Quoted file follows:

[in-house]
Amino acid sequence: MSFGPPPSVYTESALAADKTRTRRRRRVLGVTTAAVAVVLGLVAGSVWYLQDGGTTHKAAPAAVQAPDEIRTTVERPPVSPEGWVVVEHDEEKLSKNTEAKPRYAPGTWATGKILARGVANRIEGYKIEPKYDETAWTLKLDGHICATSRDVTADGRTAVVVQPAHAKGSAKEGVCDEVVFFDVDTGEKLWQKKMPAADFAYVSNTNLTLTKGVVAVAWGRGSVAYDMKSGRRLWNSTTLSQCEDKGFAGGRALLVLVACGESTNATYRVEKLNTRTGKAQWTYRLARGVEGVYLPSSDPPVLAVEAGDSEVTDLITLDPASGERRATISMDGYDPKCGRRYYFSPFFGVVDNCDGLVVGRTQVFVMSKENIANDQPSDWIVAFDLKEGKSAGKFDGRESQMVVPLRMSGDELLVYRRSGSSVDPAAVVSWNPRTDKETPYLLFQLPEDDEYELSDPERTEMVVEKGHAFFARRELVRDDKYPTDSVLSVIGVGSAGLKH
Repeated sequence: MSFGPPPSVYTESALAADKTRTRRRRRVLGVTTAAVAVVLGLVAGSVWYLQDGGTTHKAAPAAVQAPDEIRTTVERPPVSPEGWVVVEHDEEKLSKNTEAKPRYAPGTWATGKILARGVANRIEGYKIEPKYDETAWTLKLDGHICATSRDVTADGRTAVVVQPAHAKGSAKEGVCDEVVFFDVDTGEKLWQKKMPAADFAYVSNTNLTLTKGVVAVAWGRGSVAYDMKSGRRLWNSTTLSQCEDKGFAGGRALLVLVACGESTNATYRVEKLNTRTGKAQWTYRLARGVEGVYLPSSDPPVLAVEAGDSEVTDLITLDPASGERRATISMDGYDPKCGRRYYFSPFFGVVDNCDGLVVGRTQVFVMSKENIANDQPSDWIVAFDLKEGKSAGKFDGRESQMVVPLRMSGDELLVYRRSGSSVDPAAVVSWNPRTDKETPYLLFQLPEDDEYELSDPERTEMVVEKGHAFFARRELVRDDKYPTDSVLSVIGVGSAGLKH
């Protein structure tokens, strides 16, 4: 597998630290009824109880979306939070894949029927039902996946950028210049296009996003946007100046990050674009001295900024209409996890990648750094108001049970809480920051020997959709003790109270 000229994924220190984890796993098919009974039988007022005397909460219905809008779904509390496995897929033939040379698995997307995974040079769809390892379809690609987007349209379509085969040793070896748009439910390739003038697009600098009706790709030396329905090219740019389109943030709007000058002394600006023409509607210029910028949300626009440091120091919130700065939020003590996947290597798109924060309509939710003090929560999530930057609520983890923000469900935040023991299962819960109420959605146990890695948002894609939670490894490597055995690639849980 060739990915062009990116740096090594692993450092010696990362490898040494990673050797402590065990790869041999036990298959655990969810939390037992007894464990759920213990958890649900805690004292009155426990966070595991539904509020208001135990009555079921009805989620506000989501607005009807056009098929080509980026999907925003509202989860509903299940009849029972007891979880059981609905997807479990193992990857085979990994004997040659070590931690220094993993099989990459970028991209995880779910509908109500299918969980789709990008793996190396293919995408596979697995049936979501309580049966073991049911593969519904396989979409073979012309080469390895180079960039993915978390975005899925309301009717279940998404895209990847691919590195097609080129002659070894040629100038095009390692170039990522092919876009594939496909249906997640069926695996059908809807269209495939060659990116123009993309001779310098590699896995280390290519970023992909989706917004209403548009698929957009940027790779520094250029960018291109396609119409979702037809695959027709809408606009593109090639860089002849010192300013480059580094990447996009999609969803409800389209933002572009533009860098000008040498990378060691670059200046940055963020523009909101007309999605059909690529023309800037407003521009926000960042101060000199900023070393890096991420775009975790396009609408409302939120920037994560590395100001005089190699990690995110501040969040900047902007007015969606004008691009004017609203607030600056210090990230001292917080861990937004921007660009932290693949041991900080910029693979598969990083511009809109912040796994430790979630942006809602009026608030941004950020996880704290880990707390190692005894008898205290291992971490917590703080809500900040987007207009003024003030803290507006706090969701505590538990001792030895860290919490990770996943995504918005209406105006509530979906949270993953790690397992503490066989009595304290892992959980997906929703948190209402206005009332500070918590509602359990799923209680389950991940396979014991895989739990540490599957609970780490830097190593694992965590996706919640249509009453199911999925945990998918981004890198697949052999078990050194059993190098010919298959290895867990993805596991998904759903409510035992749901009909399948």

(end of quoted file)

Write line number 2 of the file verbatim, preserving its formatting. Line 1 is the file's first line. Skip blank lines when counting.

Amino acid sequence: MSFGPPPSVYTESALAADKTRTRRRRRVLGVTTAAVAVVLGLVAGSVWYLQDGGTTHKAAPAAVQAPDEIRTTVERPPVSPEGWVVVEHDEEKLSKNTEAKPRYAPGTWATGKILARGVANRIEGYKIEPKYDETAWTLKLDGHICATSRDVTADGRTAVVVQPAHAKGSAKEGVCDEVVFFDVDTGEKLWQKKMPAADFAYVSNTNLTLTKGVVAVAWGRGSVAYDMKSGRRLWNSTTLSQCEDKGFAGGRALLVLVACGESTNATYRVEKLNTRTGKAQWTYRLARGVEGVYLPSSDPPVLAVEAGDSEVTDLITLDPASGERRATISMDGYDPKCGRRYYFSPFFGVVDNCDGLVVGRTQVFVMSKENIANDQPSDWIVAFDLKEGKSAGKFDGRESQMVVPLRMSGDELLVYRRSGSSVDPAAVVSWNPRTDKETPYLLFQLPEDDEYELSDPERTEMVVEKGHAFFARRELVRDDKYPTDSVLSVIGVGSAGLKH